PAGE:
Today’s extremely fast network connections, as well as powerful processing devices, have enabled high-quality video streaming on the Internet. At the same time, high-definition displays in terminals allow increased video resolution leading also to a higher number of bits to be processed in the head-end. Therefore, demand for improved, novel video encoding technologies is needed. However, green networking ideology drives also for decreasing the carbon footprint in terms of reducing energy and power consumption. Head-end video encoding server usually needs to produce several encoded versions of the same input feed in order to cover different client terminals with unique characteristics, which can lead to extensive energy consumption increasing server-side costs. This work focuses on comparing current video coding format H.264 and state-of-the-art High Efficiency Video Coding (HEVC) for resolving ways to decrease the server-side energy consumption in a software-based video on demand (VoD) encoding. The techniques include selecting a proper hardware and video codec, suitable video resolution and encoding parameters for fulfilling sufficient video quality of experience. The work also introduces comparison between existing video coding technologies. The obtained results indicate that head-end energy consumption can be significantly decreased by using light compression technologies and suitable encoding parameters. In addition, usage of current novel video codecs can slightly increase the head-end energy consumption but obtain clear savings in the network.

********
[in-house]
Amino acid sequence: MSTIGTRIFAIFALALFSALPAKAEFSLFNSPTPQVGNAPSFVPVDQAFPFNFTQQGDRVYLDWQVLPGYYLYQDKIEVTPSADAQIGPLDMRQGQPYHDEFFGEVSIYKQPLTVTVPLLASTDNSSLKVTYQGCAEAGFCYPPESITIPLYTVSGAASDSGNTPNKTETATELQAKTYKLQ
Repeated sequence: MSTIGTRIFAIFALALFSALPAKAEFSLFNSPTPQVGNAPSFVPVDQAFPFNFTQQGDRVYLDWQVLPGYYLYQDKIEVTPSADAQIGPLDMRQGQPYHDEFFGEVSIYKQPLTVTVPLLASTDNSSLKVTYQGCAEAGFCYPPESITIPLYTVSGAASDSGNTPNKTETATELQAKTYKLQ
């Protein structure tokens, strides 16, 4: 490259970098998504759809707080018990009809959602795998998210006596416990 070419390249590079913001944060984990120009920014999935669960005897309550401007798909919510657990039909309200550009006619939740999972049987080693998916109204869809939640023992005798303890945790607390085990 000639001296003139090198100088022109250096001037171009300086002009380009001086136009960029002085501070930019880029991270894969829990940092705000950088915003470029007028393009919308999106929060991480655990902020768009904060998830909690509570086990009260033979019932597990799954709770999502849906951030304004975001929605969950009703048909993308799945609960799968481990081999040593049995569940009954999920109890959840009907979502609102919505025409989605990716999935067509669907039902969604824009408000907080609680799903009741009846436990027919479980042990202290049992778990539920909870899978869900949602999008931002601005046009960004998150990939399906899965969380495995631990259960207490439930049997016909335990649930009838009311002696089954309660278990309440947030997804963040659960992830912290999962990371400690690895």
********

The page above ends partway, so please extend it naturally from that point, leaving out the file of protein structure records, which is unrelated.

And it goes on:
|Title of host publication||Greening Video Distribution Networks|
|Subtitle of host publication||Energy-Efficient Internet Video Delivery|
|Publication status||Published - 31 Jan 2018|
|MoE publication type||D2 Article in professional manuals or guides or professional information systems or text book material|
|Series||Computer Communications and Networks|